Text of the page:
Ranger Katie, a biologist who’s worked with black bears for over a decade, said in a Facebook live stream video that the animals are now having a ‘party’ since humans have been barred from visiting.

There can be literally walls of cars, stop-and-go traffic or people in the park,’ she said.

An influx of coyotes, bobcats and bears that usually sit in the ‘corridors’ of the forest but have been spotted throughout Yosemite village. The population of black bears (pictured) in the open valley has also quadrupled since the park closed March 20

Healthy bobcats are congregating around buildings and along roadways now that they do not feel threatened by humans 

‘So, for the bears, they normally have to pick through these little corridors that they have to move through in the valley to get from Point A to Point B. … Now, that there are no people the bears are literally just walking down the road to get to where they need to go, which is kind of cool to see.’

Park rangers have also witnessed healthy-looking coyotes and bobcats also hanging around the cabins and apartments of employees who live on the park grounds.

Dane Peterson, who works in Yosemite Village, said: ‘The bear population has quadrupled.’

‘It’s not like they aren’t usually here.’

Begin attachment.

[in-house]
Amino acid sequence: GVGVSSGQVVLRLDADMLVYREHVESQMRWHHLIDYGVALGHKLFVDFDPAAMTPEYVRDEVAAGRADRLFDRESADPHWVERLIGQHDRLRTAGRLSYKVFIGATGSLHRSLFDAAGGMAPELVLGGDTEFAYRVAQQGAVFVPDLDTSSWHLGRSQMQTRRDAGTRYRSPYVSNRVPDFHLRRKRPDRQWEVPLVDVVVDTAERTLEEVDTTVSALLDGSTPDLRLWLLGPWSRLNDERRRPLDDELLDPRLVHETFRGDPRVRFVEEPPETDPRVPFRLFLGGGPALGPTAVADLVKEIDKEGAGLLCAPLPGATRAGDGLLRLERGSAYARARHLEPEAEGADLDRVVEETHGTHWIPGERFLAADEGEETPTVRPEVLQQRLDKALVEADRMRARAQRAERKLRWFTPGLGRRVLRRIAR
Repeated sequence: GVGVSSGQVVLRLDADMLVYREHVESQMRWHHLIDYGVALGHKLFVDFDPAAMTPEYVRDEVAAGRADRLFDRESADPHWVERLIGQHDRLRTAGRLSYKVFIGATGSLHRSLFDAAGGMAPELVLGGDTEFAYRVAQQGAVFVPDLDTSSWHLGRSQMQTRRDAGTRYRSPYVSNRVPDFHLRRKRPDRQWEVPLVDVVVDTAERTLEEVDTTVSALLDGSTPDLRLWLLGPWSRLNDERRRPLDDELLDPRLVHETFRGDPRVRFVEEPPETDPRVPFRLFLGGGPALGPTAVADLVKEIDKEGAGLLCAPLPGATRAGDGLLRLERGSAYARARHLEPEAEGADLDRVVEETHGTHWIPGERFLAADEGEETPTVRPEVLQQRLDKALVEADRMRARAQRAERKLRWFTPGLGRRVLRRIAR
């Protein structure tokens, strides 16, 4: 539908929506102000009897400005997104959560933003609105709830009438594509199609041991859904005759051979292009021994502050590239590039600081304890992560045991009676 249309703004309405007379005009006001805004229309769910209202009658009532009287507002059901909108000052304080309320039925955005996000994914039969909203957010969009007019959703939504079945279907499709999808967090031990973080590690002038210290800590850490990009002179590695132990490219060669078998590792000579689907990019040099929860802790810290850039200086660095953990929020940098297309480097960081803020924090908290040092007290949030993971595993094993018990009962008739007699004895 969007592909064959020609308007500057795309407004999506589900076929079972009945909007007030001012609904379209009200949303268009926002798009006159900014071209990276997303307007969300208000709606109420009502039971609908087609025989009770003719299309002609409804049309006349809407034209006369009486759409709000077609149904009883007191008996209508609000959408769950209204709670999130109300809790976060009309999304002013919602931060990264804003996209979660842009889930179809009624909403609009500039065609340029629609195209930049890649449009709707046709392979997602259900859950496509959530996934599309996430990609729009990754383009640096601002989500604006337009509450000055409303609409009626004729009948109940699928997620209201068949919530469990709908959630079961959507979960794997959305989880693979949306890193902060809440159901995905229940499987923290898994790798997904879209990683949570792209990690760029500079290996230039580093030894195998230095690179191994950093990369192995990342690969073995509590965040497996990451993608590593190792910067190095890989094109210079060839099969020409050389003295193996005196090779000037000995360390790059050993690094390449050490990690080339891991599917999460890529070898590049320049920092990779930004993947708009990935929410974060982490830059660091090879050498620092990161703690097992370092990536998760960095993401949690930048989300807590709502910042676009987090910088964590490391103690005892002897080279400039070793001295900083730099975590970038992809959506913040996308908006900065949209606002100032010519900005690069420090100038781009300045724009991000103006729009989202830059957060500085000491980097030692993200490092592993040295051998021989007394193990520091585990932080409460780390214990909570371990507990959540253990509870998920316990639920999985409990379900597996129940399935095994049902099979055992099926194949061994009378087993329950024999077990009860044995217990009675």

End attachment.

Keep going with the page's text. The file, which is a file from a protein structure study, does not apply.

‘It’s that they usually hang back at the edges, or move in the shadows.’

Similar sightings have been reported in in other national parks including Rocky Mountain, in Colorado, and Yellowstone, located in Wyoming.

Yosemite National Park (pictured) has also seen its fair share of wildlife that that usually sits in the corridors of the forest. More than 730,000 people flock to the park starting in March through May and many travel through the area by car

Yosemite National Park (pictured) has also seen its fair share of wildlife that that usually sits in the corridors of the forest. More than 730,000 people flock to the park starting in March through May and many travel through the area by car

 Yosemite National Park (pictured) has also seen its fair share of wildlife that that usually sits in the corridors of the forest. More than 730,000 people flock to the park starting in March through May and many travel through the area by car

Now, parts of the US have begun their re-opening phases in order to bring back normalcy to the country and reignite the economy – leaving park officials to work on their own reopening plan for the parks.

Pomona College professor Dr. Char Miller told LAMag: ‘If I were a park ranger, what I’d be worried about, is that the longer that the bears, for example, are aware that this is now their space again.’

‘They’re not going to be happy when we come back.

‘So I would imagine that bear-human interactions will be rough for a period of time.’

Miller explains that killing the creatures is not an option, but the best strategy would be to move them to safety away from humans.

‘Which is kind of ironic given these spaces are supposed to be preserved for nature and we just visit,’ he said.

Another part of the intricate plan could be closing the gates after a certain amount of people have entered the park.

Parks could also reduce the number of days and hours they are open to the public, as well as cut off access to certain areas that are known to have the most wildlife.

‘If the goal is really to protect these natural spaces as they seem to have been at another time, then I would slow the numbers down,’ said Miller.

‘And it’s very easy to do. You just drop the gate.’

Source: dailymail US